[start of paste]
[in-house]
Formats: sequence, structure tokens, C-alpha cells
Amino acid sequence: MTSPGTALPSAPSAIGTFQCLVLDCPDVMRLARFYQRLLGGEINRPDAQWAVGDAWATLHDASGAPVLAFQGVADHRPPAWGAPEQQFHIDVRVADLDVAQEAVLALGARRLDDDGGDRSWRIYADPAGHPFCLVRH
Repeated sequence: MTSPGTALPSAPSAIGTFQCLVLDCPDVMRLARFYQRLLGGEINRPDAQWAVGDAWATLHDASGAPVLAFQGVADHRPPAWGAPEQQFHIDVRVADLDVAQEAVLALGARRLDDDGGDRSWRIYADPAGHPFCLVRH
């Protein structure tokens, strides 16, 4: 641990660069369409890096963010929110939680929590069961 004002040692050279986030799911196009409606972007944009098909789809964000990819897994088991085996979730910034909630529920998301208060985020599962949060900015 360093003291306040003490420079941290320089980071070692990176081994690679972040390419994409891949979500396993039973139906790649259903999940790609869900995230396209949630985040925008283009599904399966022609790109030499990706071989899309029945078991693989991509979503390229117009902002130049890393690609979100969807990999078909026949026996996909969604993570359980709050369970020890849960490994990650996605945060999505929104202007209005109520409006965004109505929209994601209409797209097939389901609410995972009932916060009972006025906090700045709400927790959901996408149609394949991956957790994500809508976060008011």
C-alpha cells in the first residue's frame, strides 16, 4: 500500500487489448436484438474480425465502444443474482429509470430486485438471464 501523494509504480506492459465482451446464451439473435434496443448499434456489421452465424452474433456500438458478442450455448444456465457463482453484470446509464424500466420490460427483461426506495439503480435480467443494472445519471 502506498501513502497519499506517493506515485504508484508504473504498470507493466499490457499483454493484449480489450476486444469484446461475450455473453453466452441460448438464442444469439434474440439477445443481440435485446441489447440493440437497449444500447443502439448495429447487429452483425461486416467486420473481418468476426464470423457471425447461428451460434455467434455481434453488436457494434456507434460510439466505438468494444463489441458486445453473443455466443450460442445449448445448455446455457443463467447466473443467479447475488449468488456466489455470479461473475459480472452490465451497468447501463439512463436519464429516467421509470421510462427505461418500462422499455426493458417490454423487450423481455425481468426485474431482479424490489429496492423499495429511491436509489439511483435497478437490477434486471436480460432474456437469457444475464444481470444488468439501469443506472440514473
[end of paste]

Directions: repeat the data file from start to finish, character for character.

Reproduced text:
[in-house]
Formats: sequence, structure tokens, C-alpha cells
Amino acid sequence: MTSPGTALPSAPSAIGTFQCLVLDCPDVMRLARFYQRLLGGEINRPDAQWAVGDAWATLHDASGAPVLAFQGVADHRPPAWGAPEQQFHIDVRVADLDVAQEAVLALGARRLDDDGGDRSWRIYADPAGHPFCLVRH
Repeated sequence: MTSPGTALPSAPSAIGTFQCLVLDCPDVMRLARFYQRLLGGEINRPDAQWAVGDAWATLHDASGAPVLAFQGVADHRPPAWGAPEQQFHIDVRVADLDVAQEAVLALGARRLDDDGGDRSWRIYADPAGHPFCLVRH
């Protein structure tokens, strides 16, 4: 641990660069369409890096963010929110939680929590069961 004002040692050279986030799911196009409606972007944009098909789809964000990819897994088991085996979730910034909630529920998301208060985020599962949060900015 360093003291306040003490420079941290320089980071070692990176081994690679972040390419994409891949979500396993039973139906790649259903999940790609869900995230396209949630985040925008283009599904399966022609790109030499990706071989899309029945078991693989991509979503390229117009902002130049890393690609979100969807990999078909026949026996996909969604993570359980709050369970020890849960490994990650996605945060999505929104202007209005109520409006965004109505929209994601209409797209097939389901609410995972009932916060009972006025906090700045709400927790959901996408149609394949991956957790994500809508976060008011």
C-alpha cells in the first residue's frame, strides 16, 4: 500500500487489448436484438474480425465502444443474482429509470430486485438471464 501523494509504480506492459465482451446464451439473435434496443448499434456489421452465424452474433456500438458478442450455448444456465457463482453484470446509464424500466420490460427483461426506495439503480435480467443494472445519471 502506498501513502497519499506517493506515485504508484508504473504498470507493466499490457499483454493484449480489450476486444469484446461475450455473453453466452441460448438464442444469439434474440439477445443481440435485446441489447440493440437497449444500447443502439448495429447487429452483425461486416467486420473481418468476426464470423457471425447461428451460434455467434455481434453488436457494434456507434460510439466505438468494444463489441458486445453473443455466443450460442445449448445448455446455457443463467447466473443467479447475488449468488456466489455470479461473475459480472452490465451497468447501463439512463436519464429516467421509470421510462427505461418500462422499455426493458417490454423487450423481455425481468426485474431482479424490489429496492423499495429511491436509489439511483435497478437490477434486471436480460432474456437469457444475464444481470444488468439501469443506472440514473